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Background Info

Children's Hearings in Scotland are part of the child protection service.

Current requirements state that when a Children's Hearing is called the child mentioned must attend the hearing, unless the Panel agrees to excuse them. The child is those between birth and 18 years if they are on a Compulsory Supervision Order or a Child Protection Order.

The reason given is that the child(ren) can take part in the discussions. It is generally accepted (especially in Criminal and Civil Courts of Law) that children under the age of 12 years and especially those less than 10 years of age have no or very little knowledge or understanding of procedures and discussions. Children of all ages with learning disabilities/difficulty have great difficulty understanding procedures and become very anxious when in a room with stranger adults. Children below the age of 6 years have absolutely no knowledge or understanding of the situation they are required to attend and cannot give an explanation or opinion on the proceedings and the things said about their parents/carers and their own situation. Children are expected to attend these hearings that last on average one hour and to sit quiet, hear all the debate and take part. Children under the age of 10 years are put under extreme emotional and psychological stress by attending these hearings. Many show severe signs of anxiety and stress during and for periods after the Hearing. A parent/carer will lose concentration in the Hearing while trying to protect innocent, stressed and anxious children in their care.

Every time a Children's Hearing is called, instructions to the parents/carers are that the children must attend. If the parent/carer is of the opinion that the child should not attend the hearing, they must apply to the Children's Hearing for a Pre Hearing Meeting to give their reasons why a child should not attend the Hearing. Common sense should dictate that the age at which a child is mentally and emotionally able to attend and take part in such Hearings is at least 10 years of age if not 12 years. That age may be higher if the child has health issues and/or learning disabilities/difficulties.

In many cases a child is separated from one parent by reason of being in a house during domestic abuse. The parent/carer responsible for the domestic abuse may be legally denied access to the child yet is allowed to come to a Children's Hearing. In some cases there is great friction between parents and by making a young child attend Hearings that are acrimonious adds greater stress short and long term to that child. Even if the parents are in agreement it is emotional and psychological trauma for a young child to sit through a Hearing listening to strangers giving reports suggesting that their parents are "bad parents". Children's Hearings can and often do become argumentative and aggressive due purely to the stress that parents/carers are under due to the circumstances of the situation. There are examples of cases where a father guilty of domestic abuse was taken to Children's Hearings in handcuffs and escorted by prison officers. Studies supposedly show that it is harmful to children to be present during heated debate.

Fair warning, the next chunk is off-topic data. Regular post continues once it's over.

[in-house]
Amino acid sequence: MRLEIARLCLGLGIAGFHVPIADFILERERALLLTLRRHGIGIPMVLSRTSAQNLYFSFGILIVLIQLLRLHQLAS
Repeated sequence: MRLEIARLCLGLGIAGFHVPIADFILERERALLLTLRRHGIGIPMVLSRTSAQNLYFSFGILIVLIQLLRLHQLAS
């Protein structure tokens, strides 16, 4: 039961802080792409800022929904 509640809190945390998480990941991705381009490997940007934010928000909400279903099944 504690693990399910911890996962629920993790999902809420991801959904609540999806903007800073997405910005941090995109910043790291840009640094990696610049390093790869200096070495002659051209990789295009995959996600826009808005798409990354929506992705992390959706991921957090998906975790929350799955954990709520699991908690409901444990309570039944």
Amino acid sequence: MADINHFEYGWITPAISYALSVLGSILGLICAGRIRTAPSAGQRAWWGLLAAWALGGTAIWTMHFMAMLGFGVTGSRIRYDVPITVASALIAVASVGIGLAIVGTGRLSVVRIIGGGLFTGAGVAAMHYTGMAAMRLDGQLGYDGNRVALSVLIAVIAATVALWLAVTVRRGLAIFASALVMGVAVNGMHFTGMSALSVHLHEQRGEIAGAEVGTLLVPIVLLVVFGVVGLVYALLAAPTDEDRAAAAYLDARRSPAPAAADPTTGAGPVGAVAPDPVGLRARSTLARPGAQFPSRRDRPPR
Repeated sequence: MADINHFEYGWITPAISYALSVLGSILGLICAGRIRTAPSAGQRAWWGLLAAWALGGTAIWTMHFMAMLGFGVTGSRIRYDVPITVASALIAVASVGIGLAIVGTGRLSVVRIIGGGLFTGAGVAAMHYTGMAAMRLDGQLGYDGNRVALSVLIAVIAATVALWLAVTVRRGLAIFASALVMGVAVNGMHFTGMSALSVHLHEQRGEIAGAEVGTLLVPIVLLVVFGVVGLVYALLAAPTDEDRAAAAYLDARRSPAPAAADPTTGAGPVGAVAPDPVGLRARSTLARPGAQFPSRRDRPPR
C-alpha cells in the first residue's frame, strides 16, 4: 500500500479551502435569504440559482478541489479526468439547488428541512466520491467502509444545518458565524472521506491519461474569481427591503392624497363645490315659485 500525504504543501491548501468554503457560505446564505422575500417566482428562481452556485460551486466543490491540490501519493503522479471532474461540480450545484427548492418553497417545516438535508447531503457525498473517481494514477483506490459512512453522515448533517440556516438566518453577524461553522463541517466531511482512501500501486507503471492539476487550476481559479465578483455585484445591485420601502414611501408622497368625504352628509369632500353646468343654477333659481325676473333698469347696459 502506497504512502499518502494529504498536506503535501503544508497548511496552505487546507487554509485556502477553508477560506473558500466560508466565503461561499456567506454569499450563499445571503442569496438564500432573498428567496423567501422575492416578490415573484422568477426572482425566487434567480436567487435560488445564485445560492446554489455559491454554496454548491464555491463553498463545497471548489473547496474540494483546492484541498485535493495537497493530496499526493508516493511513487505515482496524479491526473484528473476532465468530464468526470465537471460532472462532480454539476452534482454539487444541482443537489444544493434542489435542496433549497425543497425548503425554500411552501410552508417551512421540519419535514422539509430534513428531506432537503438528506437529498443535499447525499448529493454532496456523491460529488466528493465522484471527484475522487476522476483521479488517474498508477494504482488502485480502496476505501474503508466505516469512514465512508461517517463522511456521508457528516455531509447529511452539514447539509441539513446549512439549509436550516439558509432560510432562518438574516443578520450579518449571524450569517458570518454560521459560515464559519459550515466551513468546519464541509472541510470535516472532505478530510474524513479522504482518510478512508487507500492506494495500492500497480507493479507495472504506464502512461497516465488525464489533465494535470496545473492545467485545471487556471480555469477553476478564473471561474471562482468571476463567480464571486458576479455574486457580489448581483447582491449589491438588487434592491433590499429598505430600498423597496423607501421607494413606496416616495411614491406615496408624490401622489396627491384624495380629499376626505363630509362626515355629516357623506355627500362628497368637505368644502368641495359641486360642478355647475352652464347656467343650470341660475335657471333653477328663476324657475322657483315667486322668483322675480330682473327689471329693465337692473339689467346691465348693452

In some family situations where there are a number of children with different fathers, a separate Hearing is held for each child. That means that a parent/carer has to make arrangements for somebody to look after the different children outside the Hearing Room while one child’s case is being heard. As said the different children can be aged between birth and 18 years of age. In cases where one parent has left the family home or even been banned from contact with the children, they have the right to either appear in person or to use video link. It is a major emotional and stressful time for the children to see absent parents who are no longer involved in their lives.

The Petitioner asks that children should not be summoned to appear in Children's Hearings if they are under the age of 10 years. Also asks that Children's Hearings can make rulings that older children may not have to attend any number of future hearings if there are real concerns and evidence of learning disabilities/difficulties or other health issues, especially mental health issues. Argues that if a child under the age of 10 years is required to attend such a Hearing, the Children's Hearing must produce good evidence as to why they should attend.    Children's Hearings, if they require the views of a child who is not capable of attending a Children's Hearing because of age or other health issues, should use the services of a safeguarder or a one way video link to see and speak to the child outwith the Hearing.

Recent SCRA statistics show that of those aged 15/16 years of age and under a Compulsory Supervision Order, that approximately 60% of females and 30% of males have mental health issues. How much of that is induced by having to attend Children's Hearings as very young children?

Having Pre Hearing Meetings to determine if a child should or should not attend a Hearing is a waste of resources and adds further stress to parents and carers. 

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